Crime

The State Of Wrongful Convictions In The U.S.

A flawed case landed Shamel Capers in prison for a murder he did not commit.

The State Of Wrongful Convictions In The U.S.
Seth Perlman / AP
SMS

Shamel Capers was convicted at the age of 16 for the killing of 14-year-old honors student D’aja Robinson, a murder that took place when he was 15.

It was May 2013. Robinson was on a New York City bus after leaving a party in Jamaica, Queens, when she was hit by crossfire in a gang dispute and died from gunshot wounds.

Capers was sentenced to 15 years to life in prison. His conviction was based solely on a gang member’s testimony who said he saw Capers firing bullets at the bus.

Nearly four years later, Manhattan law firm Debevoise & Plimpton LLP took Capers' appeal pro bono and found a series of issues in the way the investigation was handled, including false testimony from a key witness.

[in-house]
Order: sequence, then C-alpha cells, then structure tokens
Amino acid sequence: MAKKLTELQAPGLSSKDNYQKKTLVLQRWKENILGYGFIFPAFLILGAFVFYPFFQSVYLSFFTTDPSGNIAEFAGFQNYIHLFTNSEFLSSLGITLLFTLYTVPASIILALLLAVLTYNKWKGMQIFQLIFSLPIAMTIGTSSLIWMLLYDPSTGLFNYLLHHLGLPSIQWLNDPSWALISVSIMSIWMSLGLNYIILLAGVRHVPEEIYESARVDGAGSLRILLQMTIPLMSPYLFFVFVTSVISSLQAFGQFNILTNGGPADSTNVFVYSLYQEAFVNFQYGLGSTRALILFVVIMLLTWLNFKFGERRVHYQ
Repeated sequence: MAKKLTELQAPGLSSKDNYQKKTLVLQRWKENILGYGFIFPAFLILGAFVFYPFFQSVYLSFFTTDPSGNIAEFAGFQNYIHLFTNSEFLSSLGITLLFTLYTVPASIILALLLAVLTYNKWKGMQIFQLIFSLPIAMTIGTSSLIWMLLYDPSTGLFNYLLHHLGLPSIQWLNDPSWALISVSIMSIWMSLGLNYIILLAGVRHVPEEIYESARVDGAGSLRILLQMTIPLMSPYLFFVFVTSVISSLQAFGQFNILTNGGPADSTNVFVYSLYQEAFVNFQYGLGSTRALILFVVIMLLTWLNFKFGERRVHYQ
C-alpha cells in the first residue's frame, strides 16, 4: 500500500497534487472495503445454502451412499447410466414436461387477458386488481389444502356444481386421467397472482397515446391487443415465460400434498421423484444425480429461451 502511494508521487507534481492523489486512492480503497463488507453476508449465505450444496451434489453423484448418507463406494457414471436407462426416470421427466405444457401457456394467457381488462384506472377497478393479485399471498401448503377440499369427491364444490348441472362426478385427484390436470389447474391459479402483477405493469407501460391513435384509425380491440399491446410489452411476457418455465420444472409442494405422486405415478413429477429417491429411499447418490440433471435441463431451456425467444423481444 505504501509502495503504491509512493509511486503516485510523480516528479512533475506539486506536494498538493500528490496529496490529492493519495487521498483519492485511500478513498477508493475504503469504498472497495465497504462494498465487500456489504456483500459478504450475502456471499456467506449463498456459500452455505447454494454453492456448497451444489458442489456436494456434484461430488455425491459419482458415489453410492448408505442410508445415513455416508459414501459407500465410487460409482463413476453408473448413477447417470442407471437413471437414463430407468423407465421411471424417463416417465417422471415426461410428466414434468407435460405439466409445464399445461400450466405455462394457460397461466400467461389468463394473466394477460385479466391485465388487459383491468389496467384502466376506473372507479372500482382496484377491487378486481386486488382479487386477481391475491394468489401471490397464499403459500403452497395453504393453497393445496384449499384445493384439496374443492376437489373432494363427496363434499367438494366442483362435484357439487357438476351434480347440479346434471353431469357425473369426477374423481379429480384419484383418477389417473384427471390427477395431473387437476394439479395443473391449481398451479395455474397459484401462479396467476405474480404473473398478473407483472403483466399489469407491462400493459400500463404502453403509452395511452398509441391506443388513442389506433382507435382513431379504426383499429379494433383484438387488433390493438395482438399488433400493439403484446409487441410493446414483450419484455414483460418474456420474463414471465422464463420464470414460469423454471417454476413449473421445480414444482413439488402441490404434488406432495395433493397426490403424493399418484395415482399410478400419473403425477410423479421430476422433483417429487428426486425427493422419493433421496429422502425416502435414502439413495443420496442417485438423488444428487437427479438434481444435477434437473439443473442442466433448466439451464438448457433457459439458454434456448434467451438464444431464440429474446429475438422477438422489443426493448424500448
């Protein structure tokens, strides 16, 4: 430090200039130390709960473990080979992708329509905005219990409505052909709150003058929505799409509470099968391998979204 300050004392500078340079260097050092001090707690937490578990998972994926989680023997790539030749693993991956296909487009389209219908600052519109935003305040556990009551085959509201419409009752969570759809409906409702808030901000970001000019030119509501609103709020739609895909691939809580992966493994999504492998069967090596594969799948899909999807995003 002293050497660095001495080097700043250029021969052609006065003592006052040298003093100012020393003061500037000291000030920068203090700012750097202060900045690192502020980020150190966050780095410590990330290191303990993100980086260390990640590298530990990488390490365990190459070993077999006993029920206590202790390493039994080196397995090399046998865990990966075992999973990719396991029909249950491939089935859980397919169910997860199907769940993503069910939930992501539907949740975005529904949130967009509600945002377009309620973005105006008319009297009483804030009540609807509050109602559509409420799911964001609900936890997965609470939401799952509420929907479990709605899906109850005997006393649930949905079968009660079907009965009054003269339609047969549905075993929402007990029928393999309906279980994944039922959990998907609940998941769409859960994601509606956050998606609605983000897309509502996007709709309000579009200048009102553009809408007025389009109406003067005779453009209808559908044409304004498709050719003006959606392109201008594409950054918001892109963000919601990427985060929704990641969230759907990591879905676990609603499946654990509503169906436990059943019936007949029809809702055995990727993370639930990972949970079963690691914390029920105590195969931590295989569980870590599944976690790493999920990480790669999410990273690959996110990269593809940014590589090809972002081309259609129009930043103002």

Tricia Rojo Bushnell, executive director at the Midwest Innocence Project, says that in the United States tens of millions of incarcerated people are wrongfully convicted.

She points to a study by the Proceedings of the National Academy of Sciences that finds more than 4% of people on death row are wrongfully convicted.

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Capers says prison was a traumatic experience. He recalls mistreatment and abuse, even up until his final week of incarceration.